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HOWLING,
YOWLING, MOANING,
ANGER WAILING

These sounds are long and often repeated vocalic warning signals usually produced by gradually opening the mouth wider and closing it again. Ususally combinations of vowels and semivowels like [ɪ], [ɨ], [j] and [ɤ],  or of diphthongs like [au], [ɛɔ], [aw], [oɪ] or [ɑo], resulting in long sounds, e.g. [awoɪːɛɔː], [jiɨɛɑw] or [ɪɪɪɪɪauauauauauawawaw] During a threatening situation, howls are often merged or combined with by growls in long sequences with slowly varying pitch (F0) and intensity. It is not uncommon for two cats to howl in choir.

In the picture to the right you can see the phonetic characteristics (waveform, spectrogram and pitch contour) and listen to an audio example of a howl. Below you can find additional examples of different howls and combinations of howls and other sounds.

KOMPIS HOWLS AT INTRUDER

Kompis howls in a duet with an intruder, who finally leaves our garden in slow motion.

RED AND INTRUDER HOWL

This video shows two cats howling in the garden at night. Red is the red tom cat with the darker (low-pitched) voice (to the left). He is howling in concert with an unknown black cat using an [oɪoɪoɪ]-like vowel pattern.

TWO CATS HOWL AND CRY (SCREAM) IN HAAPSALU

These two domestic cats are howling, anger wailing and screaming at each other in a garden in the beautiful Estonian town of Haapsalu one early morning in June 2014. They almost sound like crying children, and it is not surprising that human listeners react so strongly when we hear these kind of sounds. A photo of the two cats in question (taken shortly after this video) can be seen below.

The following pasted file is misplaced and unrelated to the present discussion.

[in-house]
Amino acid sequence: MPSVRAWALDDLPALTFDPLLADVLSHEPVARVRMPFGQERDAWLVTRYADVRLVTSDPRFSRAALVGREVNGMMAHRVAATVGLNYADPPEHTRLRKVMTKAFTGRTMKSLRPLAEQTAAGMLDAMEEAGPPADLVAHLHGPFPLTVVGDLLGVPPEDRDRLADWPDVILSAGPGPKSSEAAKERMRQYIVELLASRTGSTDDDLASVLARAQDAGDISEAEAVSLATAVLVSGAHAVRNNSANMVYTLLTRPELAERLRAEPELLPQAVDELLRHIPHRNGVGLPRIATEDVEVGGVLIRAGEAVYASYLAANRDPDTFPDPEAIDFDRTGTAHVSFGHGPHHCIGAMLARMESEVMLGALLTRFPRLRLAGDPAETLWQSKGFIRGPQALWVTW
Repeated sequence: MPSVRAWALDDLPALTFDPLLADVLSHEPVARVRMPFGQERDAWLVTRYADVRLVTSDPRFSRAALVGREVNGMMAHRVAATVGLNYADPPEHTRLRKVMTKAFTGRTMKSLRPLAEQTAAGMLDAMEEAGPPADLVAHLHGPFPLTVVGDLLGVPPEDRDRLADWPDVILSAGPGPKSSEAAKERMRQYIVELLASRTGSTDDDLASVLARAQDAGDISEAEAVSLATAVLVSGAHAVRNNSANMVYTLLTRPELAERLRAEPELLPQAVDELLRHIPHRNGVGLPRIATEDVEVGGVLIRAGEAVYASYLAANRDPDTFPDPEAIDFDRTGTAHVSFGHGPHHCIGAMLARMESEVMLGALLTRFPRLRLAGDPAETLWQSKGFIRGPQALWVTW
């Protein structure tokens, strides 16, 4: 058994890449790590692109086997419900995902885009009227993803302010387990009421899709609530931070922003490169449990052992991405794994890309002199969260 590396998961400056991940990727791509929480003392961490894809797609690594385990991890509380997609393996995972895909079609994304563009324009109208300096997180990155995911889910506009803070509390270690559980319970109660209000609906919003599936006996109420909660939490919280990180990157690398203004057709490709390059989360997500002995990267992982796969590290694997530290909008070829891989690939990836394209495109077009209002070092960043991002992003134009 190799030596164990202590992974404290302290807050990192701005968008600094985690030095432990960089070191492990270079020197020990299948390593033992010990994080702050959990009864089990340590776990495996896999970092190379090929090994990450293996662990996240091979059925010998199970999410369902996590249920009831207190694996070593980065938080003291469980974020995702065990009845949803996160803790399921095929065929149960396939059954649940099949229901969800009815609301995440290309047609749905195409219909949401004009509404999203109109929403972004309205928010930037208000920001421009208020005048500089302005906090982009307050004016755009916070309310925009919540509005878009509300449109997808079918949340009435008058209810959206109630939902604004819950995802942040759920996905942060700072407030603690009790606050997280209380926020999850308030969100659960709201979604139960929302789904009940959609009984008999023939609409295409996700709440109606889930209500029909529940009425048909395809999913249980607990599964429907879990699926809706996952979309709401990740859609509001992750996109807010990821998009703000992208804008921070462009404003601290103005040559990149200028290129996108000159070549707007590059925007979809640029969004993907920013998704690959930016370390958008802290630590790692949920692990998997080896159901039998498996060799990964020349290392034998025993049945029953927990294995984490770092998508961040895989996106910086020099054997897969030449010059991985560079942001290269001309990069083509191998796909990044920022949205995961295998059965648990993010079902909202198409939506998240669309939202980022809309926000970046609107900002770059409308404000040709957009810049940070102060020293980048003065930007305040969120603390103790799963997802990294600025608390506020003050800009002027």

THE TWO HOWLING CATS IN HAAPSALU

This photo shows the two cats that I recorded during an agonistic (aggressive) encounter in Haapsalu, Estonia, in June 2014.

DONNA HISSES AND HOWLS, VIMSAN GROWLS

This video clip shows the two female domestic cats Donna (who hisses and howls) and Vimsan (who growls back, but retreats in the end) during an agonistic encounter as Vimsan was introduced to her new home with resident cat Donna.

KOMPIS AND TEDDY ARE HOWLING AND MOVING IN SLOW MOTION

The two male cats Kompis and Teddy first howl at each other, and then Teddy tries to walk away with dignity using a slow motion balancing act.

PHONETIC CHARACTERITICS OF A HOWL-GROWL (OR A HOWL-GROWL-HOWL)

This picture shows the phonetic characteristics (top pane: waveform, middle pane: spectrogram, bottom pane: pitch (F0) contour) of an howl-growl. In the bottom pane you can see clearly how the tone rises during the howl ,then falls during the growl, and finally rises again during the following howl.